- It's the day after Mmusi Maimane's resignation and the nation woke up contemplating the future of the Democratic Alliance
- The opposition party is reportedly set to boot Maimane as their parliamentary leader on Thursday
- With the Federal Executive scrambling to figure out who the boss is, things are set to get interesting
Amid a flood of speculation, Mmusi Maimane resigned from his position at the helm of the Democratic Alliance.
Maimane, despite a massive fightback from the Federal Executive, explained why he had opted to turn his back on the opposition party:
"We have come to the conclusion that despite my best efforts, the DA is not the vehicle best suited to take forward the vision of building One South Africa for All. It is with great sadness that in order to continue the fight for this vision I so strongly believe in, and the country I so dearly love, I today tender my resignation as leader of the Democratic Alliance."
Athol Trollip, who had been slotted to take over the reins should something befall Maimane, had followed the outgoing leader out the door.
Briefly.co.za reported that this move had closely followed Herman Mashaba's resignation in response to Helen Zille's rise to a powerful position in the DA.
The Federal Executive has now been left with the task of figuring out who is in charge of the party, with Maimane calling for an election in his resignation speech.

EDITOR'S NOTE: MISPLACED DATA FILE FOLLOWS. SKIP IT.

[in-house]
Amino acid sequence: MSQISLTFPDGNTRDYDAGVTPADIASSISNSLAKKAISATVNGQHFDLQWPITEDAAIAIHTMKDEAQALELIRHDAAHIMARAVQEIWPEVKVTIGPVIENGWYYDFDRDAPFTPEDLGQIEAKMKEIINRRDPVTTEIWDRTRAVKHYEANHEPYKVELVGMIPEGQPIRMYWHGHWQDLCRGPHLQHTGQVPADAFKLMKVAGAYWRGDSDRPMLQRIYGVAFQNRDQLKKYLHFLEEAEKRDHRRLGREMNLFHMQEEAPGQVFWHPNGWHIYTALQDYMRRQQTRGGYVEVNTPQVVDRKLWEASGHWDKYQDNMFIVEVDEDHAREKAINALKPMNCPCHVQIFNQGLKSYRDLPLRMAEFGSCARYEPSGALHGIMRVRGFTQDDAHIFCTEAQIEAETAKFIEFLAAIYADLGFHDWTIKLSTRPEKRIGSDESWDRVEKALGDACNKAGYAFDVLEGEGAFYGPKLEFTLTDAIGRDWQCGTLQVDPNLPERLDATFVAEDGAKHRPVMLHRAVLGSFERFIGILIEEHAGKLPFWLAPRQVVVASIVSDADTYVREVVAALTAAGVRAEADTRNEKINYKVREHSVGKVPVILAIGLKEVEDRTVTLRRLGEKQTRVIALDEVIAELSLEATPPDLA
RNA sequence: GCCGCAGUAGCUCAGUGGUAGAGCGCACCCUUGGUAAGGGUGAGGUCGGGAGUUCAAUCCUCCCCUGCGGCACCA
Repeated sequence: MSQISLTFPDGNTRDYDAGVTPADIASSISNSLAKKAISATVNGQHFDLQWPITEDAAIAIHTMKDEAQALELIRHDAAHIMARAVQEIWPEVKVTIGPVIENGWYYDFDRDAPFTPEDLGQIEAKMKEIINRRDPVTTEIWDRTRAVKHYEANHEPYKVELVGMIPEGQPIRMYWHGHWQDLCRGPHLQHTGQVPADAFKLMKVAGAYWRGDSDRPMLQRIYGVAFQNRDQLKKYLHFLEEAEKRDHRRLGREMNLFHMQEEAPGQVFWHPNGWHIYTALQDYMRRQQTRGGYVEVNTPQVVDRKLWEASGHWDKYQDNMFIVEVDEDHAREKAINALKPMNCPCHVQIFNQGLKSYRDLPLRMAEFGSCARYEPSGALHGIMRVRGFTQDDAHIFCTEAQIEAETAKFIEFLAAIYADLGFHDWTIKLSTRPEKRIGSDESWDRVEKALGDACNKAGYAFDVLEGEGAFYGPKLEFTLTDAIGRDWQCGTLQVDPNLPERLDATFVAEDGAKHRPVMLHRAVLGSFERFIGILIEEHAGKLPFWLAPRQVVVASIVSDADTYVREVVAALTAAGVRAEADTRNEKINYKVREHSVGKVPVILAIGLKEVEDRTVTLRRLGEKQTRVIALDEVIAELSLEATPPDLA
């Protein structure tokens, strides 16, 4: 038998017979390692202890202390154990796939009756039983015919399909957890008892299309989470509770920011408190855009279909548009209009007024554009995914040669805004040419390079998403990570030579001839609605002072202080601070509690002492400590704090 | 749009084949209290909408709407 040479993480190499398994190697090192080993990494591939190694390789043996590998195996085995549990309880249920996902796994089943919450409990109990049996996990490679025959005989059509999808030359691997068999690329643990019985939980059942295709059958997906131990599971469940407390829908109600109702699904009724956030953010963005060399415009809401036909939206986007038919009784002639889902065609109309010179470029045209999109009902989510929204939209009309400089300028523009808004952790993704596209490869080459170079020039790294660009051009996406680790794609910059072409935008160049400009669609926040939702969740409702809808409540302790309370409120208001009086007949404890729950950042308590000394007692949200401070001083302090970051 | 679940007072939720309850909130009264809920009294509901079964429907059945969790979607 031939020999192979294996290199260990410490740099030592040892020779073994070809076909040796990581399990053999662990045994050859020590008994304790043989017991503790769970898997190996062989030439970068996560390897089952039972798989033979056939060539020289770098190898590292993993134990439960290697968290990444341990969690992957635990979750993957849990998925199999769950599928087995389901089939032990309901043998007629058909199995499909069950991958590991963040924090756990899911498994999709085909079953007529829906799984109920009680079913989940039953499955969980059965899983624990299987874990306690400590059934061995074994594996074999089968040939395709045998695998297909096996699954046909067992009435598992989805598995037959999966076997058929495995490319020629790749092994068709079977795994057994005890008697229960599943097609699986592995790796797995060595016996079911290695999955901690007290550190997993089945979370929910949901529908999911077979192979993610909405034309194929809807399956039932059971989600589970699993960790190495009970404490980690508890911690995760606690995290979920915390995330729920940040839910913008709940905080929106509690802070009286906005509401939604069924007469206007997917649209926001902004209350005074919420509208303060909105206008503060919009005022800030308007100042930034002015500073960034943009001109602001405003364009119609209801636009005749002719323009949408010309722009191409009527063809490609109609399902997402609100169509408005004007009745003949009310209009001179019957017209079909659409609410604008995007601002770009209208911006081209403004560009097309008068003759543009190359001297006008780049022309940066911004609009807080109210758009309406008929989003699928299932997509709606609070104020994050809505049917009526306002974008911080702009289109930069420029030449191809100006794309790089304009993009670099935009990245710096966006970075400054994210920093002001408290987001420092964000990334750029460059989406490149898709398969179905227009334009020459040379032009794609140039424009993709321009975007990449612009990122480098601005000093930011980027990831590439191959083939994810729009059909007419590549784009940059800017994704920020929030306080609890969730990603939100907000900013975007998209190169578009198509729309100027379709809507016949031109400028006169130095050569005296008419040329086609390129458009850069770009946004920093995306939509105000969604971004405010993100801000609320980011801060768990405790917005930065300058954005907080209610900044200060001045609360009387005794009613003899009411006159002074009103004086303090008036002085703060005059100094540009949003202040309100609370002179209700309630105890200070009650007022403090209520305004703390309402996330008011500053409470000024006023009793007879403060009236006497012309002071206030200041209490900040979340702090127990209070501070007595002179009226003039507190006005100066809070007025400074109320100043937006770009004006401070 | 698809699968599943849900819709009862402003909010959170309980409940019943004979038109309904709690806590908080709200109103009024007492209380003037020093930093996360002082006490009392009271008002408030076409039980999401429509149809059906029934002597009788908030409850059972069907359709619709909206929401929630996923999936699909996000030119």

With Maimane slamming the DA's approach to diversity and non-racialism, it remains unclear who the party will choose in the wake of this massive blow to their reputation.
The Citizen reports that despite indicating that Maimane was willing to lead the party in Parliament until the end of the year, former colleagues are likely to remove him after his criticism.
In response to the situation, spokesperson Solly Malatsi revealed that the party's constitution offered no direction for what to do if party leadership boycotted the DA simultaneously.
Helen Zille, who many feel is the cause of all the drama, is currently the interim leader with chief whip John Steenhuisen the most likely replacement in the National Assembly until an election can be held.
The DA’s spokesperson, Solly Malatsi, confirmed the party’s constitution had never foreseen a situation in which both the federal chairperson and party leader resigned from their positions at the same time.
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